Footage shows fans surrounding a vehicle believed to be carrying the star, and it was reported police had sprayed a substance thought to be pepper spray at the crowds.

Many of his supporters joined the #BoycottAustralianOpen on Twitter.

One wrote: "Never in the history of sport has an athlete been banned for NOT taking a drug."

Former UKIP leader and MEP Nigel Farage has been supporting Djokovic's cause online, tweeting a video from Belgrade with the tennis star's family.

He posted: "If they can do this to the world's no 1 tennis player, just think what they could do to you."

Two-time Wimbledon champ Andy Murray has since waded in, telling Mr Farage to "record the awkward moment when you tell them you've spent most of your career campaigning to have people from Eastern Europe deported".

6. If he is allowed to play, will he be on top form?

Being stuck in a quarantine hotel for nearly a week is hardly the ideal preparation for a big tournament – arguably the biggest of Djokovic's career.

Currently Djokovic, Nadal and Federer are neck and neck with 20 grand slam titles each. Djokovic has his eye on getting that golden 21st title at the Australian Open, to become the world's greatest ever tennis player.

But instead of getting out on the warm-up courts, being attended to by physios and relaxing in luxury, Djokovic has been holed up in a hotel known for holding refugees and allegedly serving maggot-infested food.

On arrival at the Park Hotel he demanded his personal chef so that he could continue to follow his gluten-free diet. He also asked for a private tennis court.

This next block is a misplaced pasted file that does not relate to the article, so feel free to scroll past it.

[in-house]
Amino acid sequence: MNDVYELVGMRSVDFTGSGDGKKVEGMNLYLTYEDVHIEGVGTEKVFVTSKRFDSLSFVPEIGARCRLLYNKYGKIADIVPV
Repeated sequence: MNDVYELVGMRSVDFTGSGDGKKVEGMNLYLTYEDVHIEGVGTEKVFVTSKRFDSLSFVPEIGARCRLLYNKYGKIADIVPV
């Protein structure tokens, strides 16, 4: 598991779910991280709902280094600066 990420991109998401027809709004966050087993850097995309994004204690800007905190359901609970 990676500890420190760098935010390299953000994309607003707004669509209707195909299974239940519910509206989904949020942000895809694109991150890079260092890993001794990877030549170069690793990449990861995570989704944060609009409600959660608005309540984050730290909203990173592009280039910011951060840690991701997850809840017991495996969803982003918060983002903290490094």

Those requests were rejected by border officials, but Serbian Prime Minister Ana Brnabic negotiated for him to receive gluten-free food deliveries and have access to exercise equipment.

Ms Brnabic added: "He has been given a laptop, a SIM card so that he can be in contact with his family."

His mother, Djiana, likened to his treatment as that of a "prisoner" and revealed that the star was having trouble getting enough rest.

She said: "He was trying to sleep, but he couldn’t… They are keeping him like a prisoner, it’s just not fair, it’s not human."

7. What does it all mean for future sporting events?

With differing vaccine and entry restrictions for different countries around the world, Covid could have a big effect on where sportsmen and women are able to travel.

Andrew Castle said: "There is bound to be more of it in terms of Australia, you have the Formula One Grand Prix coming up in April, ultimately where does this whole story go?

"Are you going to be able to make the decision on your own vaccination or not? So, we get into mandatory vaccination argument in effect because that is where the pressure is going.

"If it is like this, is this going to push or nudge people to become vaccinated or is it going to harm their stance for what they believe, rightly or wrongly?"

Andy Murray said the whole row had put a dampner on one of the calendar's biggest events

He said: “It’s really not good for tennis at all, and I don’t think it’s good for anyone involved.”